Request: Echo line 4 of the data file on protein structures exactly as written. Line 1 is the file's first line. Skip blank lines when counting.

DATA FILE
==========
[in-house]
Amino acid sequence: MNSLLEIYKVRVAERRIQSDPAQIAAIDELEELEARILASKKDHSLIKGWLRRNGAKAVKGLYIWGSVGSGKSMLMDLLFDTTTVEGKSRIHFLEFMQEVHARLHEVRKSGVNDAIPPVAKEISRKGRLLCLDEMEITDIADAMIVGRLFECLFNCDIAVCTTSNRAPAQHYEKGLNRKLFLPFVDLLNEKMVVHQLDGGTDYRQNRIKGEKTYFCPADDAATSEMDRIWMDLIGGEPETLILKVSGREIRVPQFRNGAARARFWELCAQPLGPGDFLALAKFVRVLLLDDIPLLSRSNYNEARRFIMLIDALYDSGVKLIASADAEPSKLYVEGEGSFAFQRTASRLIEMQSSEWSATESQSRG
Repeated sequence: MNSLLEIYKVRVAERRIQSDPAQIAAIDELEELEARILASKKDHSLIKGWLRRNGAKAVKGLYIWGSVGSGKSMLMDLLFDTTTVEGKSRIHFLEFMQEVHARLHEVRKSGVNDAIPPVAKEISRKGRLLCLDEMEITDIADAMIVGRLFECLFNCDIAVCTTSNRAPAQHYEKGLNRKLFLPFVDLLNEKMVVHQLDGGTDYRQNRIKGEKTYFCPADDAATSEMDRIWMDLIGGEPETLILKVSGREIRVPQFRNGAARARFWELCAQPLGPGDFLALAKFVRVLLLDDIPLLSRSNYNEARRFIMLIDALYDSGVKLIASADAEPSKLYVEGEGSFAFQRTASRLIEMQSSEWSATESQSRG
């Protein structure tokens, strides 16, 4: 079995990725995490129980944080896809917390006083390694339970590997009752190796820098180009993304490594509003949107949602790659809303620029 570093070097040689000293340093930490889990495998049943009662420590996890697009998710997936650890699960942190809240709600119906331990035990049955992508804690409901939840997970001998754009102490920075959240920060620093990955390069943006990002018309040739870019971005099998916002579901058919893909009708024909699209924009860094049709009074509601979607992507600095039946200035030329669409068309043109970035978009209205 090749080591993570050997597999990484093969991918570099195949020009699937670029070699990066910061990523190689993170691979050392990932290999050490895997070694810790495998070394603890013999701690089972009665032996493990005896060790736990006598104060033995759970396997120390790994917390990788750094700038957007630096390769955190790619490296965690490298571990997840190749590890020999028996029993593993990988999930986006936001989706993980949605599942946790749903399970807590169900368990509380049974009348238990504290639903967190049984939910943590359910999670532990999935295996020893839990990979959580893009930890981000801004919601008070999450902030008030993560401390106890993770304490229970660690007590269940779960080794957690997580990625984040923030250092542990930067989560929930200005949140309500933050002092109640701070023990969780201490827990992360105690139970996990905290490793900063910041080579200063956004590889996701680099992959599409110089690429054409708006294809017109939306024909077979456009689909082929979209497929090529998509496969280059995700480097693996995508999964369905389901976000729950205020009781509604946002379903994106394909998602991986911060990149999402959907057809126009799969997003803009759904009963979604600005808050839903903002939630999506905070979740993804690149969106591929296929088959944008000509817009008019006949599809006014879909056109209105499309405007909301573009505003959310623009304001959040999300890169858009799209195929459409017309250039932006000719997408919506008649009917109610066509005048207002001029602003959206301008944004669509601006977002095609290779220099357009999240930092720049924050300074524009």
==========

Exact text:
């Protein structure tokens, strides 16, 4: 079995990725995490129980944080896809917390006083390694339970590997009752190796820098180009993304490594509003949107949602790659809303620029 570093070097040689000293340093930490889990495998049943009662420590996890697009998710997936650890699960942190809240709600119906331990035990049955992508804690409901939840997970001998754009102490920075959240920060620093990955390069943006990002018309040739870019971005099998916002579901058919893909009708024909699209924009860094049709009074509601979607992507600095039946200035030329669409068309043109970035978009209205 090749080591993570050997597999990484093969991918570099195949020009699937670029070699990066910061990523190689993170691979050392990932290999050490895997070694810790495998070394603890013999701690089972009665032996493990005896060790736990006598104060033995759970396997120390790994917390990788750094700038957007630096390769955190790619490296965690490298571990997840190749590890020999028996029993593993990988999930986006936001989706993980949605599942946790749903399970807590169900368990509380049974009348238990504290639903967190049984939910943590359910999670532990999935295996020893839990990979959580893009930890981000801004919601008070999450902030008030993560401390106890993770304490229970660690007590269940779960080794957690997580990625984040923030250092542990930067989560929930200005949140309500933050002092109640701070023990969780201490827990992360105690139970996990905290490793900063910041080579200063956004590889996701680099992959599409110089690429054409708006294809017109939306024909077979456009689909082929979209497929090529998509496969280059995700480097693996995508999964369905389901976000729950205020009781509604946002379903994106394909998602991986911060990149999402959907057809126009799969997003803009759904009963979604600005808050839903903002939630999506905070979740993804690149969106591929296929088959944008000509817009008019006949599809006014879909056109209105499309405007909301573009505003959310623009304001959040999300890169858009799209195929459409017309250039932006000719997408919506008649009917109610066509005048207002001029602003959206301008944004669509601006977002095609290779220099357009999240930092720049924050300074524009």